Finding Providers

We found 4 providers with an interest in mood disorders and who accept Blue Choice Silver PPO 003 near Katy, TX.

Dr. Viswanath Kalapatapu MD
Specializes in General Internal Medicine
1331 W Grand Parkway North; Suite 230
Katy, TX
(281) 392-8620

Dr. Viswanath Kalapatapu works as an internist. His areas of expertise include the following: knee problems, prostate problems, and gastrointestinal problems (digestive disorders). His hospital/clinic affiliations include Houston Methodist and Memorial Hermann Katy Hospital. Dr. Kalapatapu graduated from American University of the Caribbean School of Medicine. He accepts Blue Cross Blue Shield Bronze, Blue Cross Blue Shield Gold, and United Healthcare Choice, as well as other insurance carriers. Dr. Kalapatapu is accepting new patients.

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Relevant Interests: , depression

All Interests: Heart Failure, Allergic Rhinitis, Alzheimers Disease, Anemia, Arrhythmias, Arthritis, Asthma, ... (Read more)

Dr. Armando Jose Jarquin MD
Specializes in Family Medicine
21312 Provincial Boulevard
Katy, TX
(281) 599-8345

Dr. Armando Jarquin works as a family practitioner. He is affiliated with Memorial Hermann Katy Hospital. Dr. Jarquin attended medical school at Autonomous University of Guadalajara Faculty of Medicine. The average patient rating for Dr. Jarquin is 4.0 stars out of 5. He is an in-network provider for Aetna EPO, Blue Cross/Blue Shield, Aetna Medicare, and more.

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Relevant Interests: , depression

All Interests: Depression, Diabetes, Hypertension, Minor Emergencies, Physicals, Preventive Medicine, Sexually ... (Read more)

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Specializes in Social Work
21830 Kingsland Boulevard; Suite 106
Katy, TX
(281) 645-6487

Ms. Anne Cook specializes in social work and practices in Katy, TX. Clinical interests for Ms. Cook include psychodynamic therapy, depression, and attention deficit disorder (ADD/ADHD). Ms. Cook is an in-network provider for Blue Cross/Blue Shield, TRICARE, Blue Cross Blue Shield Bronze, and more.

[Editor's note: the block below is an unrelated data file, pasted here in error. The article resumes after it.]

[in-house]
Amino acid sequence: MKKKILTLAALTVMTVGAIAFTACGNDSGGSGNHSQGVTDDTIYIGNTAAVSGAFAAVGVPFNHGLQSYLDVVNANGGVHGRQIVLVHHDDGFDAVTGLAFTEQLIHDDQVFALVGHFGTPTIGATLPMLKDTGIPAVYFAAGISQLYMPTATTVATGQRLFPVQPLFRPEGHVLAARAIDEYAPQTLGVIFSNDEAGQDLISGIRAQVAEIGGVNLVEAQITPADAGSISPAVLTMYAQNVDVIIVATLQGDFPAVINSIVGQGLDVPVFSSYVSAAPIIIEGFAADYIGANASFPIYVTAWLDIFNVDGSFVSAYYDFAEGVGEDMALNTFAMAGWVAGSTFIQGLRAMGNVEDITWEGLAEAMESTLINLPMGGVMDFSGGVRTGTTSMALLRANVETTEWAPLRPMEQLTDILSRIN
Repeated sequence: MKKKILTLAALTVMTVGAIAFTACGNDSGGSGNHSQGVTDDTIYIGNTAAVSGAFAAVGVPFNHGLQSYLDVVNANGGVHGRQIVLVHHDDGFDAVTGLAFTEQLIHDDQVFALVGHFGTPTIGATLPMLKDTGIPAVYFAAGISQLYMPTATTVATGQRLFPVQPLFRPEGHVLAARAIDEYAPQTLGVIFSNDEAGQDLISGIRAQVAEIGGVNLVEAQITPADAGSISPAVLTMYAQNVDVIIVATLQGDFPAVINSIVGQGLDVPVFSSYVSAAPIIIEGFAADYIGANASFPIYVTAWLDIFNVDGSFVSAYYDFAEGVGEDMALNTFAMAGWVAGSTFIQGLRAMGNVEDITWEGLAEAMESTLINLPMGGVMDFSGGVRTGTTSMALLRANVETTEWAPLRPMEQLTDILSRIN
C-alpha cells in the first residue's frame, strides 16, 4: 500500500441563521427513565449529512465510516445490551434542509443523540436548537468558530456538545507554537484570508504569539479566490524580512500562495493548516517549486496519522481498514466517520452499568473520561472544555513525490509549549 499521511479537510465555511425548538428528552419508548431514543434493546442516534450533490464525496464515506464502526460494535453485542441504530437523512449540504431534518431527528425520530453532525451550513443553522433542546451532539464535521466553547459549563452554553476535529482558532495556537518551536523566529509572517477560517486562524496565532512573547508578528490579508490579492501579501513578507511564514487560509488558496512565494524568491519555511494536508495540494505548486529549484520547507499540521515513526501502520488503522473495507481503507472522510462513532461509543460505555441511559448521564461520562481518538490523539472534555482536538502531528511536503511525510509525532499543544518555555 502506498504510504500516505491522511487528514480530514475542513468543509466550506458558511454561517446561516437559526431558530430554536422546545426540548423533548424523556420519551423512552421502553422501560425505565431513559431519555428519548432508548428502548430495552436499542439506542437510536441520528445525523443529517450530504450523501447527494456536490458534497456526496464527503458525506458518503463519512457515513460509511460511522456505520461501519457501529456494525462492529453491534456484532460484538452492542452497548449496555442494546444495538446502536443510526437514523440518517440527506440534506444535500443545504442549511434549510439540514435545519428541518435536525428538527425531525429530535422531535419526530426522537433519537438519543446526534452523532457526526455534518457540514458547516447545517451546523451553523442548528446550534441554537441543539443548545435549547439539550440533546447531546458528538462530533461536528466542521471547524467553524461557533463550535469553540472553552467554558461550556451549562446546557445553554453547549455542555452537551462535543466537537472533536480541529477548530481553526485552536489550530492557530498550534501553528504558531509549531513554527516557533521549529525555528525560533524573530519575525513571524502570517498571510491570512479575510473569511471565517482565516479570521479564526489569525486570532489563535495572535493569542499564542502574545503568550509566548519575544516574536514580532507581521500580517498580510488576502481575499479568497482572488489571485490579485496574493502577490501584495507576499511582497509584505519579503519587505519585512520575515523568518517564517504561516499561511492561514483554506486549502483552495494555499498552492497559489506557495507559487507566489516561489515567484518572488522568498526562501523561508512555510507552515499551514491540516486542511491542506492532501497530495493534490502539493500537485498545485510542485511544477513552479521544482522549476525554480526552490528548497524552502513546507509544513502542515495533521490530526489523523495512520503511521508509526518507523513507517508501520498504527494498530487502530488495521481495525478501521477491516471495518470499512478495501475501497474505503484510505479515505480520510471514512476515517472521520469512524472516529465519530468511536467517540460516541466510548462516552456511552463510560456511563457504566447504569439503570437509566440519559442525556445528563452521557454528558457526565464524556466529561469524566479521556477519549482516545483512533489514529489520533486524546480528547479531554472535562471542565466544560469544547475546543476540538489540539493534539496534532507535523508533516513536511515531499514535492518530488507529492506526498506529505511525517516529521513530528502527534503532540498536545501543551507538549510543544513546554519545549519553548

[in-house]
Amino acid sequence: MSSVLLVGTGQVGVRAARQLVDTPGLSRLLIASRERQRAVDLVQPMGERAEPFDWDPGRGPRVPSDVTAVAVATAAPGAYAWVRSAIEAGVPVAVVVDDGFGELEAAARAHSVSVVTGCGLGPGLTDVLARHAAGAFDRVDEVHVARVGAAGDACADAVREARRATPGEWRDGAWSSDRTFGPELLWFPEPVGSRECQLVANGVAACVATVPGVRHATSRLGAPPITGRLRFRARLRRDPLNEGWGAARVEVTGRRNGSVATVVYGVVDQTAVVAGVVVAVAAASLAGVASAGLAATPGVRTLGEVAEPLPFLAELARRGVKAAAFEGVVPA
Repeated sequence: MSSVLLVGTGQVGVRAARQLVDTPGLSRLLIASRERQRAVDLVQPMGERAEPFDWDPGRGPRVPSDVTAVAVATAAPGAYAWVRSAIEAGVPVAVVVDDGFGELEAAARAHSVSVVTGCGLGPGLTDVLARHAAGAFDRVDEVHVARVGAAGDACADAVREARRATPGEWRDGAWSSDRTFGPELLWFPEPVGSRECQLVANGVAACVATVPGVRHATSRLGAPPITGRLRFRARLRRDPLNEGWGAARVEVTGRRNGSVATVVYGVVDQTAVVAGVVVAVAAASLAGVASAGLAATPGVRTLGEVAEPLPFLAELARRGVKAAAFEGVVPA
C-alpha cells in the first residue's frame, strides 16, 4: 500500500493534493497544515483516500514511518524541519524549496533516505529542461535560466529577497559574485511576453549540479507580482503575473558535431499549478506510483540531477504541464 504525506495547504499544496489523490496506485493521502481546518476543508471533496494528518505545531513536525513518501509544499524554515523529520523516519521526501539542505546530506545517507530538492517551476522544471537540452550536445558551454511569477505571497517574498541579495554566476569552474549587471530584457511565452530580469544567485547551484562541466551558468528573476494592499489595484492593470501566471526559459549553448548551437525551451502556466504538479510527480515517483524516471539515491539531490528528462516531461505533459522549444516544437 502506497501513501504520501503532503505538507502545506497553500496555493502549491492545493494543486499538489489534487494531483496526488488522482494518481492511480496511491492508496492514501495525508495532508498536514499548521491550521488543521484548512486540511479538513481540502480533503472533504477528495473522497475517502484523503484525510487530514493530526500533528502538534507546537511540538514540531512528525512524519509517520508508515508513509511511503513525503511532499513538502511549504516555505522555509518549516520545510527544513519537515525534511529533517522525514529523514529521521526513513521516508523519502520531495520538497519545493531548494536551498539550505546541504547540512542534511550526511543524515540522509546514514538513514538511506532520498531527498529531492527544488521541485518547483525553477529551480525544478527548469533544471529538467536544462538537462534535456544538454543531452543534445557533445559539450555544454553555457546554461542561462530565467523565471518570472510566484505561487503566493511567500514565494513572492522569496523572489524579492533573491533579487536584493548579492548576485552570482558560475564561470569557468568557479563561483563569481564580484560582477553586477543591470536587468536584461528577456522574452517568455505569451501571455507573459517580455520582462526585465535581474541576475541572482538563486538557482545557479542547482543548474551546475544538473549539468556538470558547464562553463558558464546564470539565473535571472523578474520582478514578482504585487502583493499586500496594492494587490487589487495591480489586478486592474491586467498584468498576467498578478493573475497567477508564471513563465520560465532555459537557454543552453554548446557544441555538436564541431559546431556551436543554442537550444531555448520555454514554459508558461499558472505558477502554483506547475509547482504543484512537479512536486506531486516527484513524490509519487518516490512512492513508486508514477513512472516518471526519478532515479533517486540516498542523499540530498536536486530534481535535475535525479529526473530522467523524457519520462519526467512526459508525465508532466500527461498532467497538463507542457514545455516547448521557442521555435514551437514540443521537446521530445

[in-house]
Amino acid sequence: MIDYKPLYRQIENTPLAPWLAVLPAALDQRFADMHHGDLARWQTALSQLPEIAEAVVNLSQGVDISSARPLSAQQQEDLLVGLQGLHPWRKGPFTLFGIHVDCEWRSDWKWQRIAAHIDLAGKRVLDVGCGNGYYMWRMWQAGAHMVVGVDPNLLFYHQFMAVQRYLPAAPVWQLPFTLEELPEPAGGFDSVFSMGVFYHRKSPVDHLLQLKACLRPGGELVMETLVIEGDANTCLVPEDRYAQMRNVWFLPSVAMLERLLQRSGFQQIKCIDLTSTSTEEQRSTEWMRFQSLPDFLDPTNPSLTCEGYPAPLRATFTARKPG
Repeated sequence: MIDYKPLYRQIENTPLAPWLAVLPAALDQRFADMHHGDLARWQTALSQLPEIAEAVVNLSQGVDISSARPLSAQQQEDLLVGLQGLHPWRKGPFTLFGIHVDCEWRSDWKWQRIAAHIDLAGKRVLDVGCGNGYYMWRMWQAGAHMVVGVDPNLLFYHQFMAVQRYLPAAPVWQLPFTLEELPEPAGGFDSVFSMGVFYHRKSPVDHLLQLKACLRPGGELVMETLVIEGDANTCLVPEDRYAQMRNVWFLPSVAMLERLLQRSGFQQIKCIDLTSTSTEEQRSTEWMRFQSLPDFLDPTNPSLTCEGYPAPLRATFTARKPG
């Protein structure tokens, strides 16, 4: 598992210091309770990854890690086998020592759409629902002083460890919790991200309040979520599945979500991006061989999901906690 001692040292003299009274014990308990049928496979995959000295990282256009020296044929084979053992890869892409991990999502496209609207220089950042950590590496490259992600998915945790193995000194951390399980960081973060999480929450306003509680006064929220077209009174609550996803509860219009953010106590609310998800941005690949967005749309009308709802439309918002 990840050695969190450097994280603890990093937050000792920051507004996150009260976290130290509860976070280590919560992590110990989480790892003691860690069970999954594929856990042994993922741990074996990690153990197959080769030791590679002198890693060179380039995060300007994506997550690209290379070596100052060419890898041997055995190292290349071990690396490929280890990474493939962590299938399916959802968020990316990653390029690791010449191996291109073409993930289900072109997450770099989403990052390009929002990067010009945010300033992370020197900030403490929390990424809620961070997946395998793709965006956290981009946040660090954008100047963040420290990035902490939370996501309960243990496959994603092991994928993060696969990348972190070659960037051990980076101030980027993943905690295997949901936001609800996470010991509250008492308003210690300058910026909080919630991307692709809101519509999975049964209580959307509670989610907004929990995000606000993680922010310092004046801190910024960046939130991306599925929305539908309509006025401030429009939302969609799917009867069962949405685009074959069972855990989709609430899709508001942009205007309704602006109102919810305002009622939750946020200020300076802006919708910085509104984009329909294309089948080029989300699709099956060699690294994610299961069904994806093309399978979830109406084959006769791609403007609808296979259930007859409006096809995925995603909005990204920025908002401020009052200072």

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Relevant Interests: , depression

All Interests: Methods Used: Educational or Psycho-Educational, Methods Used: Individual, Theoretical Approach: ... (Read more)

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Specializes in Counseling
722 Pin Oak Road; Suite 220
Katy, TX
(832) 687-5125

Ms. Gabriela Morgan is a counselor. Areas of expertise for Ms. Morgan include terminal illness, depression, and mental health agency services. She honors several insurance carriers, including Aetna EPO, Blue Cross/Blue Shield, and Blue Cross Blue Shield Bronze.

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Relevant Interests: , depression

All Interests: Supervision, Depression/Grief/Chronically or Terminally Ill, Sexual Abuse Recovery, Mental ... (Read more)




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What are Mood Disorders?

Mood disorders are mental illnesses that primarily impact a person’s feelings, or mood. A person with a mood disorder might have primarily negative or primarily positive feelings, or maybe very few feelings at all. They might cycle back and forth from feeling unusually down to feeling on top of the world. Mood disorders are challenging to live with and frequently misunderstood, but they are also treatable. The two main mood disorders are depression and bipolar disorder.

In depression, people feel unusually sad, empty, hopeless, or unhappy. They may have low self-esteem, a lack of energy, and little interest in the world around them. They may have trouble sleeping and eating regularly. Everyone feels blue now and then, but depression is different. It is much more intense than a typical down day. It lasts much longer, and it interferes with people’s ability to do the things they normally do. At its worst, depression can even lead to thoughts of suicide.

Bipolar disorder sometimes feels like depression. But a person with bipolar disorder cycles through periods of depressed mood and elevated mood, or mania. Mania is like the opposite of depression. Manic people might feel invincible and unusually happy. They might talk or move quickly and not need very much sleep. They might spend too much, eat too much, gamble, or engage in risky and impulsive behavior. In severe cases, they may even hear voices or hallucinate. There is a subset of bipolar disorder called bipolar II, with typical depression symptoms but a milder form of mania, called hypomania. Hypomania includes many of the feelings of full mania but fewer of the risky and dangerous behaviors. Approximately six million Americans suffer from bipolar disorder. It tends to run in families, but the exact cause is still not well known.

There are several effective treatments available for mood disorders, including medications and talk therapy. Not every treatment will work for every person, so it sometimes takes time to find the right fit. A good mental health professional can help.